However, there were earlier German social reformers in America that have been comparatively neglected, and Garrison's study accords the German immigrants of the 1830s (the "Dreissigers") appropriate credit for the critical part they played in establishing the burgeoning German-American immigrant population as a cultural and political force to be reckoned with along the country's Middle Border (for the purposes of this study, the states of Missouri, Illinois, Indiana, Ohio, and Kentucky). As Garrison maintains, the Dreissigers did more than simply set the stage for the Forty-Eighters and pass the mantle. They managed influential newspapers and entered politics. A prime example of a leading individual from this group is Gustav Koerner, who was elected to the Illinois House of Representatives and served on the state's Supreme Court (all before 1848). Though there arose some rivalries and inter-generational friction between the two groups of failed European revolutionaries, there was by the author's estimate even more considerable ideological alignment and shared purpose.

Garrison's broad characterization of the Middle Border as a highly fluid geography of cultural, economic, and political exchange closely matches the vividly drawn picture of the region presented in Christopher Phillips's masterful 2016 study The Rivers Ran Backward: The Civil War and the Remaking of the American Middle Border. This is not surprising given that Garrison was a graduate student at the University of Cincinnati and credits Phillips as a mentor of his own work on the topic. Both scholars are persuasive in arguing against the dated characterization of the Ohio River as a wall between the country's free and slave societies.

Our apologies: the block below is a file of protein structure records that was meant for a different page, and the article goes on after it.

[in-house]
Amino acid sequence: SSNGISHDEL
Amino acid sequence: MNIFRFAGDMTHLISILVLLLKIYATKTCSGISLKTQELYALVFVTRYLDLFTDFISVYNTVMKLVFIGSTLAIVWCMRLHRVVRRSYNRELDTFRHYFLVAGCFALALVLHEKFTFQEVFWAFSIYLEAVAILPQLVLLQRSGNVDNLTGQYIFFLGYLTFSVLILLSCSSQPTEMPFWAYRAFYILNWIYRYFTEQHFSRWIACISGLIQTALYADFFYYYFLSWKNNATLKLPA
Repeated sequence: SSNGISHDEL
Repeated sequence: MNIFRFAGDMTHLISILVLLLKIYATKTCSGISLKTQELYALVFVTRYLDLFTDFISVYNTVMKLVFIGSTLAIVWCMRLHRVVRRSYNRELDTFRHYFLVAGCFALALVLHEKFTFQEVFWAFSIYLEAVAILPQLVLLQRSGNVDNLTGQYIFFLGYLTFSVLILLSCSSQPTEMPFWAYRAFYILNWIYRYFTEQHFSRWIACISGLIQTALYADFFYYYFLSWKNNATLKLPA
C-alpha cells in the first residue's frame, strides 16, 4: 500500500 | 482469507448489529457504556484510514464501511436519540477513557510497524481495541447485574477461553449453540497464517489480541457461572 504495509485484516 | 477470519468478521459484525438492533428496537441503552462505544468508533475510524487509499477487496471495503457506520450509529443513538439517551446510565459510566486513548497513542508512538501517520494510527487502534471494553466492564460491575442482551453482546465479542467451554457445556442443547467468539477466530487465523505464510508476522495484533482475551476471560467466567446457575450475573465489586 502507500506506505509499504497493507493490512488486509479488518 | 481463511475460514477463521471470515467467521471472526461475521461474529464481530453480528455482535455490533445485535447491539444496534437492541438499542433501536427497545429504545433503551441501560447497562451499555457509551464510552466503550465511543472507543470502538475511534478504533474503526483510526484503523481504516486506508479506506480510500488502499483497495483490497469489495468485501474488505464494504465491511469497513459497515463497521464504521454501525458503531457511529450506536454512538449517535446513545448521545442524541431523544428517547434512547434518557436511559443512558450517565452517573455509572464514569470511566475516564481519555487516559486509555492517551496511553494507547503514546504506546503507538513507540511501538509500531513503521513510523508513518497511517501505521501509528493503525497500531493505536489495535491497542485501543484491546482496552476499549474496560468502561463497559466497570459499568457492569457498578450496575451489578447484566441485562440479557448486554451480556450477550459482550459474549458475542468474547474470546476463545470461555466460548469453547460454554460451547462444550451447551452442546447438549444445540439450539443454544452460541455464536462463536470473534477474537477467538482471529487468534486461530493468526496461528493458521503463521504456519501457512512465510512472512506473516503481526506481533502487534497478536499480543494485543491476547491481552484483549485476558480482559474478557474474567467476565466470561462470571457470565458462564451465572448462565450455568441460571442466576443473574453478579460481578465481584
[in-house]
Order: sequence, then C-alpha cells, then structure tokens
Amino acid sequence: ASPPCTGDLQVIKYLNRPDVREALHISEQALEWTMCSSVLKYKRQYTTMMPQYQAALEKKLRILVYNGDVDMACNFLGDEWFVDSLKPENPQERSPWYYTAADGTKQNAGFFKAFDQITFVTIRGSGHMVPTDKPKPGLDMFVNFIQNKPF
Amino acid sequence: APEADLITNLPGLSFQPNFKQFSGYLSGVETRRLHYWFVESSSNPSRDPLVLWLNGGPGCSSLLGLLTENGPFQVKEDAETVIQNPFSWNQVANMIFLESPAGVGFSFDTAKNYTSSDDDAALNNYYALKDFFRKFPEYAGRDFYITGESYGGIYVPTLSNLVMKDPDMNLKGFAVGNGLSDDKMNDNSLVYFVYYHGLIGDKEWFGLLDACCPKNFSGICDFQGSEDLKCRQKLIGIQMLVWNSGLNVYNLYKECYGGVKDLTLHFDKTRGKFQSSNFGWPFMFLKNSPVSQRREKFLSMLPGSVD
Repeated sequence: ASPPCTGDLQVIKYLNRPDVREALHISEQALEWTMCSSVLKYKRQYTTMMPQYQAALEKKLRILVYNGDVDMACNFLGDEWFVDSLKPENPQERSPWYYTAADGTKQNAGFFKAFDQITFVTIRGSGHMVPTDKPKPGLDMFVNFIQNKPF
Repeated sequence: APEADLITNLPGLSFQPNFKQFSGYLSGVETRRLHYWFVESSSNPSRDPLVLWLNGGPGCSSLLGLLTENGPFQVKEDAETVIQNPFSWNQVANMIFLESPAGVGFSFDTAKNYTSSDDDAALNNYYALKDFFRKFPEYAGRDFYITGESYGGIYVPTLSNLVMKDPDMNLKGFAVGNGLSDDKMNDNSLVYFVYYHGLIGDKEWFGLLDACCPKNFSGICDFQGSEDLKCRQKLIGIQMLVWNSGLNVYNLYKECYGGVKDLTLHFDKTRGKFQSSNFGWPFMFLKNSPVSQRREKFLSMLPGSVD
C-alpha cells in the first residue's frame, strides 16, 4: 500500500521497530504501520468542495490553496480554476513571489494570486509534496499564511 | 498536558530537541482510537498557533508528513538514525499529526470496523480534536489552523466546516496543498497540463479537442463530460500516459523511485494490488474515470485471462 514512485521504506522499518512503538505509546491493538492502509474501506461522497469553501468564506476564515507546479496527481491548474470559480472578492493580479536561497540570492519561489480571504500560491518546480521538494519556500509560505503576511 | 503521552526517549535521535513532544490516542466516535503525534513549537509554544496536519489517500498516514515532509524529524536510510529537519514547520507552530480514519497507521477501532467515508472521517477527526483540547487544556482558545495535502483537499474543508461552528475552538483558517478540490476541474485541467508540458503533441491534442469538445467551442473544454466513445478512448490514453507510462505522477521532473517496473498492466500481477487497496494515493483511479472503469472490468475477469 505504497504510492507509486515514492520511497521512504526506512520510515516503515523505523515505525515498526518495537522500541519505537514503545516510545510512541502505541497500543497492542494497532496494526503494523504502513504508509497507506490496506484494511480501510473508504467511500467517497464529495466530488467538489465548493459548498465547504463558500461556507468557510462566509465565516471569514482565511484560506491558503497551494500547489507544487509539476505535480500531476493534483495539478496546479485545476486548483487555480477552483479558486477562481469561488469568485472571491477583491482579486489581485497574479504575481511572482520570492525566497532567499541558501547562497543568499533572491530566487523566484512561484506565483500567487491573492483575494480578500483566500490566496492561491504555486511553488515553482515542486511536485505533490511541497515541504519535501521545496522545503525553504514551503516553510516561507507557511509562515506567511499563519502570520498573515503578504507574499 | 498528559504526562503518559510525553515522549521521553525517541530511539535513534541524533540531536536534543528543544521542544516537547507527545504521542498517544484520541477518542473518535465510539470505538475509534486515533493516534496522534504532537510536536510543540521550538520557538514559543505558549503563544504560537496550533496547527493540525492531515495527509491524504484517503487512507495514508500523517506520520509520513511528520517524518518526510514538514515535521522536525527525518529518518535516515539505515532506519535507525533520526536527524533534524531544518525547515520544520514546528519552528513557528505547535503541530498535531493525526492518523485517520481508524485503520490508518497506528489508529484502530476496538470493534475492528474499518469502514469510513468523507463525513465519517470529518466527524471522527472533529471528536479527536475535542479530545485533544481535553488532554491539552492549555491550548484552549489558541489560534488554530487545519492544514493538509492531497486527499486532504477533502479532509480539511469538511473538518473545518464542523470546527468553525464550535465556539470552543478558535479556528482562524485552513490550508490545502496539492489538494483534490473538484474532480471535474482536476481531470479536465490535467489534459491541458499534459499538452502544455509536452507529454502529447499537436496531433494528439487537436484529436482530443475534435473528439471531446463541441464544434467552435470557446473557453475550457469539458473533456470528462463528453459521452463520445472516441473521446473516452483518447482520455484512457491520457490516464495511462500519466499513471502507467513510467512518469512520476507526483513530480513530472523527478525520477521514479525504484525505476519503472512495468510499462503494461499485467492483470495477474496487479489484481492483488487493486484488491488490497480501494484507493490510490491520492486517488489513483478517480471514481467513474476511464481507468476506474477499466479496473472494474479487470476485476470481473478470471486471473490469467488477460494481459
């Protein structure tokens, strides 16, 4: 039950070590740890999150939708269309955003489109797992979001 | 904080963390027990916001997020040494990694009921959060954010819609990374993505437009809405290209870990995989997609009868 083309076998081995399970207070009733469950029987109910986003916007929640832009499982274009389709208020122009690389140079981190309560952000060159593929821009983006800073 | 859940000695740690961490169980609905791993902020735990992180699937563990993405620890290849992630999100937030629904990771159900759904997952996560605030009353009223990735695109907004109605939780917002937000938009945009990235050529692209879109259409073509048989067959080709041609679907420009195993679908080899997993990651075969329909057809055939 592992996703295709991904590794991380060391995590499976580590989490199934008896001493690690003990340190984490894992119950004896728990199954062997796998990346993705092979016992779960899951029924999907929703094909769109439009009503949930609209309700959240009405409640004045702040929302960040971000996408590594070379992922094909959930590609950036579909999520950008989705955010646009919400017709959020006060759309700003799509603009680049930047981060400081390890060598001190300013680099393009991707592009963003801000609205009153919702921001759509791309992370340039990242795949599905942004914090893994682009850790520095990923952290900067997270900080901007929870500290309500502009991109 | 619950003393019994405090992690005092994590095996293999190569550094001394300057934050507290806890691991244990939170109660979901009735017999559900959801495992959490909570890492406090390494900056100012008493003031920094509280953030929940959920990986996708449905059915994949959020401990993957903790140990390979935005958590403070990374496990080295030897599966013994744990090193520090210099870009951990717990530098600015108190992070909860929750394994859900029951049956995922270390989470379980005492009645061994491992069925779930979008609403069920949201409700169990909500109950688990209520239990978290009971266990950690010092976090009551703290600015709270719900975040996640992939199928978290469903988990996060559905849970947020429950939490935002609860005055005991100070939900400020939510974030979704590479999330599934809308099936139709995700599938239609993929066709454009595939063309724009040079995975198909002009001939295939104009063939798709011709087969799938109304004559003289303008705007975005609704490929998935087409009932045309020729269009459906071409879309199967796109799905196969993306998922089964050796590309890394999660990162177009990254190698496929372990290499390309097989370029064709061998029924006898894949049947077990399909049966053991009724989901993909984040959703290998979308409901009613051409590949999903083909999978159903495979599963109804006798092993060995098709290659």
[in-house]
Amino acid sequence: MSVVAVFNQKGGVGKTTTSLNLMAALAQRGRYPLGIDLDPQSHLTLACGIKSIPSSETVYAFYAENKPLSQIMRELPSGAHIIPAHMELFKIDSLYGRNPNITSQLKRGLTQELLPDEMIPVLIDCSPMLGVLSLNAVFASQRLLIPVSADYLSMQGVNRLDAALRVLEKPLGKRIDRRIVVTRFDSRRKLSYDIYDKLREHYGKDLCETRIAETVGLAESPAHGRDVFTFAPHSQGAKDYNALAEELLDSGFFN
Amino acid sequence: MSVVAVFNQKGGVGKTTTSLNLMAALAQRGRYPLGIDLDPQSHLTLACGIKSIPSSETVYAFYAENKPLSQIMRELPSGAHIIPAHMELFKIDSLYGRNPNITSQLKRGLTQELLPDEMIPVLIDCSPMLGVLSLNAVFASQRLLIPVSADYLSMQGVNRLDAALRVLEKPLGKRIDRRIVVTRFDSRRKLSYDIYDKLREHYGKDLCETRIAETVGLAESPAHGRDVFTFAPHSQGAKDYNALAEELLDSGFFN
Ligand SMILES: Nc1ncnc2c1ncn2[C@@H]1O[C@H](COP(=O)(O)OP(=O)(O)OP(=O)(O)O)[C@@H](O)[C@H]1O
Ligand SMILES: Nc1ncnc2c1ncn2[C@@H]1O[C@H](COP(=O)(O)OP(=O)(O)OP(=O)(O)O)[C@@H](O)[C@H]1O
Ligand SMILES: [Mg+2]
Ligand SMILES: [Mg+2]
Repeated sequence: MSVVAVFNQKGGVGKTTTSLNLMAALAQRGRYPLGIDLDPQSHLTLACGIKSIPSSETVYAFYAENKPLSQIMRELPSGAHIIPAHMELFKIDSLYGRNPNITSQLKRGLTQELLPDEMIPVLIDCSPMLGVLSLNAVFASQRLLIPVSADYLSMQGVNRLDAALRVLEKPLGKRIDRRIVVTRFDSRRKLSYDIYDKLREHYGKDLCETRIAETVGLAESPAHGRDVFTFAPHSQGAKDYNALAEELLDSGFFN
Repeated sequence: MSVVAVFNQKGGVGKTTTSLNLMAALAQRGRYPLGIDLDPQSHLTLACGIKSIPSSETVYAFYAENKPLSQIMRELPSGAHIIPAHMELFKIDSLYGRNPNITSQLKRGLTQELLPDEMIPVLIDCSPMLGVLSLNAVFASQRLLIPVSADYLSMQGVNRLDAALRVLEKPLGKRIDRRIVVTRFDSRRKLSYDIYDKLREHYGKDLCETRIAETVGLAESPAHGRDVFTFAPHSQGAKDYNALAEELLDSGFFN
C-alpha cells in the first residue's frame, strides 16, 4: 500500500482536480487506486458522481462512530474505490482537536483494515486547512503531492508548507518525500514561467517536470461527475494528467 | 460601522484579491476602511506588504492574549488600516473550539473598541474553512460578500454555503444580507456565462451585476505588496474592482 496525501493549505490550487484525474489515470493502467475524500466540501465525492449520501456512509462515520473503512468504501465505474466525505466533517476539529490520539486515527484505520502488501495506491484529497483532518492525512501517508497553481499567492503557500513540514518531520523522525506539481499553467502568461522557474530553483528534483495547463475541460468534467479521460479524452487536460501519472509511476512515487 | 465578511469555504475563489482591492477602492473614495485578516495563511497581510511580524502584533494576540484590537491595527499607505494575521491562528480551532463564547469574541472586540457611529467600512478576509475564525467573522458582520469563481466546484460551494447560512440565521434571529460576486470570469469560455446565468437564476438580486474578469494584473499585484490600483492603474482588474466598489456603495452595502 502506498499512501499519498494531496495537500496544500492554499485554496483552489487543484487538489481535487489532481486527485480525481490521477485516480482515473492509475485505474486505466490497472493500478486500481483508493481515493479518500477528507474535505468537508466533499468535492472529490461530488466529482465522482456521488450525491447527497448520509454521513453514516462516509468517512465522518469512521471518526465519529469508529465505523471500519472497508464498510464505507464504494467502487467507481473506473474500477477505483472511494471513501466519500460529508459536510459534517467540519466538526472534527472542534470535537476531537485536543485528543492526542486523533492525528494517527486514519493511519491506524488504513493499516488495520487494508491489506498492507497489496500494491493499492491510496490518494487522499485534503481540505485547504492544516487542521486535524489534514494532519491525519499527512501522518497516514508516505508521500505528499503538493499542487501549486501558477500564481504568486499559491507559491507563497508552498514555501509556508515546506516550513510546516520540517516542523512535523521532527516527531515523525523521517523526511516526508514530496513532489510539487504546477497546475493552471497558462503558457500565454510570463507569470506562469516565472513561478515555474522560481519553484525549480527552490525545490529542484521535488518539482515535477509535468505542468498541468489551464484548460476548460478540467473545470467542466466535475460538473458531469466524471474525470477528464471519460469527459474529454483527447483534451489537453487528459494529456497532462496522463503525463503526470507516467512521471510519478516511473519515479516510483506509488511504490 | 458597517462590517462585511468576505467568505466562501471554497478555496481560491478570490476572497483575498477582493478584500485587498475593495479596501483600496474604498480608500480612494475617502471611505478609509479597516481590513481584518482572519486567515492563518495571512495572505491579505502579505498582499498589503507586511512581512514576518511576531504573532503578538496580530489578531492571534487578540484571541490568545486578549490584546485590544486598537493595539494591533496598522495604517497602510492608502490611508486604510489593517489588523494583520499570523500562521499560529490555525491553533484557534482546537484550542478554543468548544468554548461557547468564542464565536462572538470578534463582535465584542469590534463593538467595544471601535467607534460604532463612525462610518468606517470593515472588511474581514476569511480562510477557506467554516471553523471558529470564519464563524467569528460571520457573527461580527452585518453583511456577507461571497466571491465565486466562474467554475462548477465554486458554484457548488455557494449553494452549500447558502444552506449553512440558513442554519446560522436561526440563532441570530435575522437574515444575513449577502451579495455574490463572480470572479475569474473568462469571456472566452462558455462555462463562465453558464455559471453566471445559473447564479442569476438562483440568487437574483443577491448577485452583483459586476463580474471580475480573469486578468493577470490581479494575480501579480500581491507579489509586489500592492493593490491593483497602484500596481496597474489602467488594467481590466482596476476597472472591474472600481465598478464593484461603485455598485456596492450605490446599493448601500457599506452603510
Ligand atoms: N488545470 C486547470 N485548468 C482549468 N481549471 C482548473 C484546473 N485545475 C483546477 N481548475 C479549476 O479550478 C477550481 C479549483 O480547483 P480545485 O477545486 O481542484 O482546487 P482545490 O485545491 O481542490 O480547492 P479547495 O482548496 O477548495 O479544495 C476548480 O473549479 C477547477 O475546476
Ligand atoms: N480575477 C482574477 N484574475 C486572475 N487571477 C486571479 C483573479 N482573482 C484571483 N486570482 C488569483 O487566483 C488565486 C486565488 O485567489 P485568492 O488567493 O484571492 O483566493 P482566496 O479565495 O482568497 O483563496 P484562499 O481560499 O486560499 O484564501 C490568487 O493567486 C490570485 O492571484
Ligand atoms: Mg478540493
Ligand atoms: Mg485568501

Recently, the historical stereotype of the radical antislavery German-American of the early to mid-1800s has been challenged by those who insist that the Forty-Eighters were not representative of the immigrant population as a whole (the majority of whom tended to accept local customs and align themselves with mainstream, immigrant-friendly Democratic Party politics). Certainly, what it meant to be antislavery in the 1850s American West was shifting and complicated. In her excellent 2016 study Abolitionizing Missouri: German Immigrants and Racial Ideology in Nineteenth-Century America, historian Kristen Layne Anderson argued effectively that German-American political opposition to slavery in Missouri was largely muted until the early 1850s, when their antislavery objections to the Compromise of 1850 and especially the Kansas-Nebraska Act of 1854 boiled over into widespread public activism and large-scale defection to the infant Republican Party. Garrison seems to agree with that timeline of events but is a bit more willing than Anderson (who emphasizes pragmatic factors) to assign ideological motivations to the change.